The Astronomy picture of the day yesterday was a YouTube video illustrating the powers of ten. It dates from the 1960s, but is still a dramatic and relevant illustration. It also has application to understanding what trillion-dollar national debt means. (A trillion has 12 zeros. Now watch the video.)
As we Lutherans like to ask, “What does this mean?”
There are astronomy videos similar to this on YouTube with belligerent arguments between Christians and atheists, though the only comments I’ve actually seen are the atheists’. The videos have an effect similar to this one, only present-day images from orbital telescopes are stunning. But inevitably, it seems that the conversation about these things tends toward the origin of these unimaginably large, distant, and beautiful things, and then also the origin of our own planet and ourselves.
Naturally, atheists have a bone to pick with Christians. Though many of them rail against “religion,” their chief target is Christianity. The generic vocabulary allows them not only to treat Christianity as though every self-identified Christian represents the faith accurately (a ridiculous proposition), but even that every self-identified proponent of other religions represents all religion (possibly the most unscientific proposition ever imagined). I don’t begrudge atheists the right to open their mouths and make fools of themselves, and neither should they deny the same right to me.
When it comes to the cosmic perspective illustrated in a video like this, there are at least two important observations to make, each of which is an independent argument in favor of Intelligent Design as a principle for identifying the origin of all things.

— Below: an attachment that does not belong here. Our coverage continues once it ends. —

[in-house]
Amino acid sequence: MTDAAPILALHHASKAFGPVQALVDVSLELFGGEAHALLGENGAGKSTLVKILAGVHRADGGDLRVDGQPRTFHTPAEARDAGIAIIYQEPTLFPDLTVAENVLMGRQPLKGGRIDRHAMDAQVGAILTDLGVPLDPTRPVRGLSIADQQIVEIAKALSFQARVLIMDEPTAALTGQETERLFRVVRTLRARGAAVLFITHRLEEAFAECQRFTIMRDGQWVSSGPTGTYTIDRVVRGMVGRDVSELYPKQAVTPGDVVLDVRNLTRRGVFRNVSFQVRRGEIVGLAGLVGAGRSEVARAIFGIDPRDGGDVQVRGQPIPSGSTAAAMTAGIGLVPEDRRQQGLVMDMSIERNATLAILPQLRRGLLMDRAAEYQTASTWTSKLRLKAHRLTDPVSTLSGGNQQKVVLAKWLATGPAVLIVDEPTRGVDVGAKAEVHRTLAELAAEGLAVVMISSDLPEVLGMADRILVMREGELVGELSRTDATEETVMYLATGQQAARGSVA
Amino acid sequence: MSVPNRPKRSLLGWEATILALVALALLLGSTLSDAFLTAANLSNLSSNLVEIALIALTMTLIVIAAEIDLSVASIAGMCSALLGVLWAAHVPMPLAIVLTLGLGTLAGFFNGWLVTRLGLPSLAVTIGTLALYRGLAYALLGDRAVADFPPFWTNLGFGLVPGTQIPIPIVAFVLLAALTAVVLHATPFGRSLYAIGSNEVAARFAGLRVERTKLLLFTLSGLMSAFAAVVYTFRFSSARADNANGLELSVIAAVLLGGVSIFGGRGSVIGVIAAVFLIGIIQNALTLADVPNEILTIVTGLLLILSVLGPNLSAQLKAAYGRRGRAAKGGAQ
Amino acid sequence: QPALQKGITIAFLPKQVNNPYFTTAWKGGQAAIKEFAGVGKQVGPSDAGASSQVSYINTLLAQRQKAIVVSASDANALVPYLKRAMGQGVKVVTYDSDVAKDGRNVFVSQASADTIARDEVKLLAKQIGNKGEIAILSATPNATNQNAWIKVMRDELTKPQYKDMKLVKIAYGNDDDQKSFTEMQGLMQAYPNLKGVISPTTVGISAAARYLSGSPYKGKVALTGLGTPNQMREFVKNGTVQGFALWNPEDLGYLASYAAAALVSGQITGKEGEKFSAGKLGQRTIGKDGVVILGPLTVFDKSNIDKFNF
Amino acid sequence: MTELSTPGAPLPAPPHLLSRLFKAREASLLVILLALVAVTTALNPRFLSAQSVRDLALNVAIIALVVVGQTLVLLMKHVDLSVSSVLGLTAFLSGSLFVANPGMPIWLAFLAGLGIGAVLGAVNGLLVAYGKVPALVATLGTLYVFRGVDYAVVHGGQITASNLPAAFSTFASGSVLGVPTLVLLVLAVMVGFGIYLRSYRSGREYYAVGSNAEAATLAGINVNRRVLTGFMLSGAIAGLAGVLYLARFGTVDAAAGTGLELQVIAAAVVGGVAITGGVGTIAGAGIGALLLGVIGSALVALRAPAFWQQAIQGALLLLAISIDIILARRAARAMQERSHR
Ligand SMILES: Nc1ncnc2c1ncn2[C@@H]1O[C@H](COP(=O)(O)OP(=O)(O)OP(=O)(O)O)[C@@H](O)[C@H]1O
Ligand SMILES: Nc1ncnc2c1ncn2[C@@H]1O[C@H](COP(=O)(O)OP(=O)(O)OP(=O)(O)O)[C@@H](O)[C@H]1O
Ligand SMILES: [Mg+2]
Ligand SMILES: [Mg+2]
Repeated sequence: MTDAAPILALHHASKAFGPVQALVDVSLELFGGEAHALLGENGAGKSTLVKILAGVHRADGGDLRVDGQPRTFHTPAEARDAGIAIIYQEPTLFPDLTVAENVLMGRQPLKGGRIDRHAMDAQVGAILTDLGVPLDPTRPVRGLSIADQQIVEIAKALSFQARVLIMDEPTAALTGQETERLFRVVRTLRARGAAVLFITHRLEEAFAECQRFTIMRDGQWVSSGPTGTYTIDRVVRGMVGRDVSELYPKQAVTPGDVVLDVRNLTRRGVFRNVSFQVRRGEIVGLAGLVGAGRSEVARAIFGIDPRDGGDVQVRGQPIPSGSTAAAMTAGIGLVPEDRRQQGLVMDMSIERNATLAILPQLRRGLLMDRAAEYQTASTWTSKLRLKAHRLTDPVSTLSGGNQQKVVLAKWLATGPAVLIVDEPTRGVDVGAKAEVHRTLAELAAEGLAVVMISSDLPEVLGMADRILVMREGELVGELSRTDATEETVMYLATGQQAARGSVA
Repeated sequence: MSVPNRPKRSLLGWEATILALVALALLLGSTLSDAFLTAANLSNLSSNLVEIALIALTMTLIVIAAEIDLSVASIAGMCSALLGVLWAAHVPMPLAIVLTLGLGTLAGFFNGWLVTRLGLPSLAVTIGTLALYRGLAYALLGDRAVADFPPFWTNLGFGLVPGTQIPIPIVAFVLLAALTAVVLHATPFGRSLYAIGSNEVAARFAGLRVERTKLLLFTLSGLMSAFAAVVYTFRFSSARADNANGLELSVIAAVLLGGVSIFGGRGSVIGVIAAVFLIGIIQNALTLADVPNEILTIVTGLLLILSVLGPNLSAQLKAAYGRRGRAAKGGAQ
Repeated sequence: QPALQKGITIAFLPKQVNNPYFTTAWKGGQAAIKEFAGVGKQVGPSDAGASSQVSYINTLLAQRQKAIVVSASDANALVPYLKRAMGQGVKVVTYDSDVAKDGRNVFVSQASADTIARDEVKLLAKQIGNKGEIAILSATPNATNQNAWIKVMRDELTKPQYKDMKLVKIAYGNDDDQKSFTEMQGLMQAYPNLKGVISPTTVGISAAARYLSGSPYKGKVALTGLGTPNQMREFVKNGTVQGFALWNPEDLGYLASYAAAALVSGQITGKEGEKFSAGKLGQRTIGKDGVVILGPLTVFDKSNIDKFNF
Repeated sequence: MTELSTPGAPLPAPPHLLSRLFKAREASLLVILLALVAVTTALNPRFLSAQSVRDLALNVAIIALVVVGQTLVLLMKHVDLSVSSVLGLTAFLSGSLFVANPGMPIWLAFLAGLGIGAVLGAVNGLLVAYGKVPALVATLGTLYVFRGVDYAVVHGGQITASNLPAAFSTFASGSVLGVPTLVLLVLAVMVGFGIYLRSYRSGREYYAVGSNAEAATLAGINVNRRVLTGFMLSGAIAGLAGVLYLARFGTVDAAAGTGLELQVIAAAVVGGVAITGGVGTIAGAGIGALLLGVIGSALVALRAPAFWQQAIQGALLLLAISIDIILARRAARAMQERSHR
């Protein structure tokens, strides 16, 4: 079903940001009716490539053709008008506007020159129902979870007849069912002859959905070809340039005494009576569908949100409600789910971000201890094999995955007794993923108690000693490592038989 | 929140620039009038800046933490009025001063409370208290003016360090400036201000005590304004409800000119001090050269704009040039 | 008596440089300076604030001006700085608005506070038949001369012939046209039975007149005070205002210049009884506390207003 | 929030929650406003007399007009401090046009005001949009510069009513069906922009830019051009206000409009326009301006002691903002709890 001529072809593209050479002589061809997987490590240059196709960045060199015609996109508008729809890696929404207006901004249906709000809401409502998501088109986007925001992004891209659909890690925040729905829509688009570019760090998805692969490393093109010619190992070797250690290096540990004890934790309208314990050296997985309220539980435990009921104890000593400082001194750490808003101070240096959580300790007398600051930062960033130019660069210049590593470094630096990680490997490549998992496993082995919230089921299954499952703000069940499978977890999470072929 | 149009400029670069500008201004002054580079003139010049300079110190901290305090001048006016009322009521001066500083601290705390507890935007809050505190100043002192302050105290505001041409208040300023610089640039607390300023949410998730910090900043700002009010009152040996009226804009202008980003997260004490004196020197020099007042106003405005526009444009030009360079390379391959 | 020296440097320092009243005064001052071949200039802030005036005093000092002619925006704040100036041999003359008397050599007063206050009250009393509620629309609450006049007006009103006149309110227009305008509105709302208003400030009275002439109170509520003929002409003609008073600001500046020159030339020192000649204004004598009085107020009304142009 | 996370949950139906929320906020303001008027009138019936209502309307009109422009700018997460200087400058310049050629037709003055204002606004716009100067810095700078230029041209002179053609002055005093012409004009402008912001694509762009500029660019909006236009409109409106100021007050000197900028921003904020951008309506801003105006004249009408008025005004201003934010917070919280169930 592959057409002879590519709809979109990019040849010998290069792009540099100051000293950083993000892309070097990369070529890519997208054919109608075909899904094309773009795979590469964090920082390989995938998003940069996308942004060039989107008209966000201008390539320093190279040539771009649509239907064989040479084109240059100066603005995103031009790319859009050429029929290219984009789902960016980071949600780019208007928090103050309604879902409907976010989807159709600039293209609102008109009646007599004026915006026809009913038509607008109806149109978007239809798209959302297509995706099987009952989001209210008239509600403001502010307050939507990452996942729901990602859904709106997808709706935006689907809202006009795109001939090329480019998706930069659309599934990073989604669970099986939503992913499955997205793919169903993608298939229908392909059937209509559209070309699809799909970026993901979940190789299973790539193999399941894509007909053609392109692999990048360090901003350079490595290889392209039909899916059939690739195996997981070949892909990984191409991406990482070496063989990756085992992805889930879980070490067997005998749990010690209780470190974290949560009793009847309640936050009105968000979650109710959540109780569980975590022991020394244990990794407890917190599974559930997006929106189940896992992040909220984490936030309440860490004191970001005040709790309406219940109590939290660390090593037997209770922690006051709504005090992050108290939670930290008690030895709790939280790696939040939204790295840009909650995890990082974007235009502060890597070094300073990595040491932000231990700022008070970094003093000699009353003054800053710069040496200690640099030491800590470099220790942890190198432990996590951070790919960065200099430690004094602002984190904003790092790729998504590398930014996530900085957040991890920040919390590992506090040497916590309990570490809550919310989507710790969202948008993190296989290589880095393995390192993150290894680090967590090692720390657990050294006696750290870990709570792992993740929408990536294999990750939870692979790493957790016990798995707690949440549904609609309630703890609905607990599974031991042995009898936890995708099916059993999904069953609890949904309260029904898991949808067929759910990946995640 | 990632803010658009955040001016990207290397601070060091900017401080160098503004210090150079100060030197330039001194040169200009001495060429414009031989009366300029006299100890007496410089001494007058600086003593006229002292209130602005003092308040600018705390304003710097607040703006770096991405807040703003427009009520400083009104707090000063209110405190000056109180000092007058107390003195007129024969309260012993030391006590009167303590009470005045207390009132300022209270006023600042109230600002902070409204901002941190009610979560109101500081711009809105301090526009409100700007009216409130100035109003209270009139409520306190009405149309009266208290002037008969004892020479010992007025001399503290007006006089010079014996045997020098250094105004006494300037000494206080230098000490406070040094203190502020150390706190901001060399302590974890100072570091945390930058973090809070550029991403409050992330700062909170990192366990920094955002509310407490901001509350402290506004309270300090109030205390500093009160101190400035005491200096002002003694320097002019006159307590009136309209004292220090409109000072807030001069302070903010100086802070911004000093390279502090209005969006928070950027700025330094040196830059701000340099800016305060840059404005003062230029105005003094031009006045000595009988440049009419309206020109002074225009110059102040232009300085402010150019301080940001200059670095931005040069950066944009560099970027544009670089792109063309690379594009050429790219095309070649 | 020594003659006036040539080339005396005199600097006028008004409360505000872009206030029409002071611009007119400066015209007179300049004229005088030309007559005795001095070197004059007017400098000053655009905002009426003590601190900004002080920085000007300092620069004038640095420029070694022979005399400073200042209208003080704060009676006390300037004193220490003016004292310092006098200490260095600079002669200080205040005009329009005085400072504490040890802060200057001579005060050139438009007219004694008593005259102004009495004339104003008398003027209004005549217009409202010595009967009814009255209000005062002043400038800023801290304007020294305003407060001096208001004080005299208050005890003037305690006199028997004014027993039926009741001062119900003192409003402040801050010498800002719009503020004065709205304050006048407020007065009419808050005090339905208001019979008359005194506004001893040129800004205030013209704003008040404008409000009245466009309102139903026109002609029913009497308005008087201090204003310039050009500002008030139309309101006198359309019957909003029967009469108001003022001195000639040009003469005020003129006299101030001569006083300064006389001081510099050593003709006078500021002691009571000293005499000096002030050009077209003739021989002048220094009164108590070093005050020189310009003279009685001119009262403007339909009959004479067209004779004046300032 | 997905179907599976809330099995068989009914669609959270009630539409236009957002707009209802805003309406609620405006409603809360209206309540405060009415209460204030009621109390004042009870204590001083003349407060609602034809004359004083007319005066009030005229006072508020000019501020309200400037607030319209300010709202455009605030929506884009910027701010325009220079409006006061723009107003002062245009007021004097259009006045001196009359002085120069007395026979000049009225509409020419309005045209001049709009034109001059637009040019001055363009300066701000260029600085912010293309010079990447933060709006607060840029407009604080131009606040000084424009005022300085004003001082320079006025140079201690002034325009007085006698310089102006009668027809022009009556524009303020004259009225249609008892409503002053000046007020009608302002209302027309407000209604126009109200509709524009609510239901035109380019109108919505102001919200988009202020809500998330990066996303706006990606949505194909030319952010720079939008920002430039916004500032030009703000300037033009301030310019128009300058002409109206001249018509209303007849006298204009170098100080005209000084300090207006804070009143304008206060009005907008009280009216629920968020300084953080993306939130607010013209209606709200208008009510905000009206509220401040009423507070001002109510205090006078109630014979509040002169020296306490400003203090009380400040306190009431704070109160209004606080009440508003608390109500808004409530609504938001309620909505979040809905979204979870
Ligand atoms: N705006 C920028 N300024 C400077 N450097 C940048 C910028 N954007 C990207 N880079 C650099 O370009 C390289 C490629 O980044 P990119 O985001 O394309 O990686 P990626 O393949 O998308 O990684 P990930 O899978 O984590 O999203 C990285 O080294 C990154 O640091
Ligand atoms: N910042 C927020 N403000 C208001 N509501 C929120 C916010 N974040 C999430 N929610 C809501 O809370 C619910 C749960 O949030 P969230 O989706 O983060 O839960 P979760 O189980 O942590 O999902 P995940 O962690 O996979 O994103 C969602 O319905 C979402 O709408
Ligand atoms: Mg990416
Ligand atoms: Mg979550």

There is a complex ordering evident in the whole universe, across the entire scale that we can perceive, and even beyond that scale to degrees that we don’t understand. The ordering of complexity is information, and that does not occur without intelligence. Hence, it is evidence for design.
The Earth environment in which we live appears (so far) to be staggeringly exceptional in the incomprehesible (though perhaps not unquantifiable) vastness of space. Even if we assumed for the sake of argument that macro-evolution took place here (an unfounded assumption), the environment would have had to be perfect for it, and continued to be perfect for an unimaginably long time. That includes variables like gravity, solar radiation, chemical composition, atmospheric composition, the magnetic core and ionosphere, radioactive decay, the frequency and type of meteors, and probably hundreds more that I don’t know about. These variables are all in the “perfect” range for us to live, but this environment is infinitesimally rare. What are the chances? Some atheists like to say that the scale of the universe makes the Earth insignificant. To the contrary, the extreme rarity of the Earth makes it special, to the point of being evidence in favor of Design rather than Happenstance.
Atheists like to criticize the Bible for saying things they don’t understand. Maybe if they took the time to understand its chief points, they’d begin to see how the rest of it fits together. Then, maybe they could appreciate their own existence for the miracle that it is.
Since there are so many wacky ideas about the Bible, and since it’s a rather large work from multiple cultures and times, it’s not easy to pick a way to approach it. For what it’s worth, I recommend starting with an introductory course at a confessional Lutheran church, because one of the guiding principles of confessional Lutheranism is that the Bible interprets itself, and confessional Lutherans actually follow that principle. It will require a long reservation of judgment, but after studying the Bible, it will make a lot more sense.